Having originally condemned Vladimir Putin’s invasion of Ukraine as “the act of a gangster”, Waters has since performed an inelegant U-turn, recently describing Russia’s actions as “probably the most provoked invasion ever”. Waters now supports Putin’s acts of aggression “on the basis of reasons that if I have understood them well are: 1. We want to stop the potential genocide of the Russian-speaking population of the Donbas. 2. We want to fight Nazism in Ukraine.” He has described Ukraine as a “deeply divided” country that “is not really a country at all” and more of a “patchy vague experiment”, and was invited by Russia to address the UN on the conflict. He has also said that “Taiwan is part of China”. Speaking to CGTN, a TV channel associated with the Chinese government, he said of the island’s future, “It’s for the Chinese people to make those decisions… it’s none of our business.”
This is all very much “on brand” for Waters, a man of strident and contentious opinions, expressed loudly and often. His Twitter feed eulogises Julian Assange. At the start of his current “This Is Not A Drill” tour, a stentorian voice announces: “If you’re one of those ‘I love Pink Floyd but I can’t stand Roger’s politics people,’ you might do well to fuck off to the bar right now.” What effect this has had on sales of Heineken is not recorded, but it does reinforce Waters’ image as an outspoken curmudgeon. Virulently anti-Western and haughty of tone, he is, increasingly, the Noam Chomsky of prog rock.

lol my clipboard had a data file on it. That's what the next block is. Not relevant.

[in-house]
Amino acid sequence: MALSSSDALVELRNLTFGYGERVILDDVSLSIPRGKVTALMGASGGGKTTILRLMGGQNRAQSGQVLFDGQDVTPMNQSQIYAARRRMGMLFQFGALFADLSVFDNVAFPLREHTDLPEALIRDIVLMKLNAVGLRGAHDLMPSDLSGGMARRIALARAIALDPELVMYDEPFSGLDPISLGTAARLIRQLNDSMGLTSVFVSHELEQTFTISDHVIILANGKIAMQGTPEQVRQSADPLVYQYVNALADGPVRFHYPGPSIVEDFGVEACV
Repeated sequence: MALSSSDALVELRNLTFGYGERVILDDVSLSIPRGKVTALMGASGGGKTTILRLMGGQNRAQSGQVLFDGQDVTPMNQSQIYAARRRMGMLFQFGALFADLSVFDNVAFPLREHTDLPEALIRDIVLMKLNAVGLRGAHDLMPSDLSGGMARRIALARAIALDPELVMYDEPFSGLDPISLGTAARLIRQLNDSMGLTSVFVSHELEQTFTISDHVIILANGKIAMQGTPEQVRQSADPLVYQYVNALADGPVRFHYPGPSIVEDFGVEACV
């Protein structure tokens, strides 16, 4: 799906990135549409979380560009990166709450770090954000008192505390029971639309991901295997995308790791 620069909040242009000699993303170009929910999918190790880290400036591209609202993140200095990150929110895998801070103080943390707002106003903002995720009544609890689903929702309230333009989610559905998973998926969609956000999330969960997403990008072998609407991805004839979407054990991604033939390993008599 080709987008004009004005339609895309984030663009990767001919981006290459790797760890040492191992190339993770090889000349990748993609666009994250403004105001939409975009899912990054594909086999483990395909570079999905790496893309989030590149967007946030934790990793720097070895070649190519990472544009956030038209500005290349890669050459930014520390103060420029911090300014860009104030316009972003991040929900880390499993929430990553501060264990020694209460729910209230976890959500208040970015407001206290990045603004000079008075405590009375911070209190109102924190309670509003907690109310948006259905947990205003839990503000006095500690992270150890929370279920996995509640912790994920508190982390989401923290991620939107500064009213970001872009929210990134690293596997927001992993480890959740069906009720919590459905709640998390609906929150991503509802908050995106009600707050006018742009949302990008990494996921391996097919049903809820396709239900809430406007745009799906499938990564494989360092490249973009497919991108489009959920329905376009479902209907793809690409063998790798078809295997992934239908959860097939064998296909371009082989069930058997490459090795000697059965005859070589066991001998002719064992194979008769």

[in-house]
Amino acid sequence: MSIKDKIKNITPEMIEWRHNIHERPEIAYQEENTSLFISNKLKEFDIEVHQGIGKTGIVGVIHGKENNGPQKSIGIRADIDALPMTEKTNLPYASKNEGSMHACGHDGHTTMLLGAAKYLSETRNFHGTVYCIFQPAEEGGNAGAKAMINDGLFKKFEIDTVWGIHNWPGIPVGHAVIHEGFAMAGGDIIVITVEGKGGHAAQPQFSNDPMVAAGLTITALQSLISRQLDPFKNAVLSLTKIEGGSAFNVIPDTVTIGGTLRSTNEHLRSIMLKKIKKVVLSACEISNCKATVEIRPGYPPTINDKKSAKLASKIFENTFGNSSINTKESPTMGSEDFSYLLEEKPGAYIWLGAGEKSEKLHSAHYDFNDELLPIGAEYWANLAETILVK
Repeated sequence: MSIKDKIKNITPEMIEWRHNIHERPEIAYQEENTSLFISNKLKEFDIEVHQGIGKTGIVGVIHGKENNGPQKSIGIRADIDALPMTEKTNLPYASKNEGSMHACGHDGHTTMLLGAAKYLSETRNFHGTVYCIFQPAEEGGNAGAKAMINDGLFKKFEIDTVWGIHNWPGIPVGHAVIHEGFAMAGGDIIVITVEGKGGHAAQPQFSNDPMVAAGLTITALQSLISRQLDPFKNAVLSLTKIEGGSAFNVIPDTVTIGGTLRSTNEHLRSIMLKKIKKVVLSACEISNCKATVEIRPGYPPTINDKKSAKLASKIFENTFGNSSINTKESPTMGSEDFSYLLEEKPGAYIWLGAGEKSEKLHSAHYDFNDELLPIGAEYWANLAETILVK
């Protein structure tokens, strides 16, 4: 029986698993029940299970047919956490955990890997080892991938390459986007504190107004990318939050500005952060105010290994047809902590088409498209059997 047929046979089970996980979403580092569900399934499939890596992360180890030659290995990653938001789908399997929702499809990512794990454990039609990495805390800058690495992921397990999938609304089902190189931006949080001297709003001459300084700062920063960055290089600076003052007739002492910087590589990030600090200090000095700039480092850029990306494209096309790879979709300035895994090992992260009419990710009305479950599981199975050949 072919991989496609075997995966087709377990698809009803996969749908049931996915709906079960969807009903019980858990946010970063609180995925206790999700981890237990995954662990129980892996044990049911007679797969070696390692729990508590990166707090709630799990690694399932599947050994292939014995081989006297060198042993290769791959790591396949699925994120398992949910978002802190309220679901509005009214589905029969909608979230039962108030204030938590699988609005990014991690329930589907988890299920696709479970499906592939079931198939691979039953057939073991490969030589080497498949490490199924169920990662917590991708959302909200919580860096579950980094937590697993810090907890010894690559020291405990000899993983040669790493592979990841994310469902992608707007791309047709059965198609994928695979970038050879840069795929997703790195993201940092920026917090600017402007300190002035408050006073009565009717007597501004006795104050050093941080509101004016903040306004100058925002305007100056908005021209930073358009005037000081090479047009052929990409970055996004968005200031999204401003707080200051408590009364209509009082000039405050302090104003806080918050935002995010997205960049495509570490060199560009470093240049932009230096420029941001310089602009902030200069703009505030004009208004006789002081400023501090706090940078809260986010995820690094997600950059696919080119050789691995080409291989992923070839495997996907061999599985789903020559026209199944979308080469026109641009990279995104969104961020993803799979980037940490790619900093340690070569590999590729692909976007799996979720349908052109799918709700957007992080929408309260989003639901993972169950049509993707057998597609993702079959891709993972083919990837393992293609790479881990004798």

There is also a glint in the Pink Floyd feud of that familiar flashpoint, “musical differences”. Waters claims he is more important culturally than contemporary stars Drake and The Weeknd – and he may be right. But such statements have the wincing feel of your dad coming into the room during Top of the Pops to complain that he couldn’t tell whether Boy George was a boy or a girl. Waters has also announced he is re-recording the band’s magnum opus The Dark Side of the Moon as a solo record, stating, “It’s my project and I wrote it. So… blah!” (Naturally, if Waters re-records the whole album, not just his own solely written songs, he will have to share the royalties with Gilmour, Mason, the estate of the late Rick Wright, and the singer Clare Torry, who also have composing credits on the album.)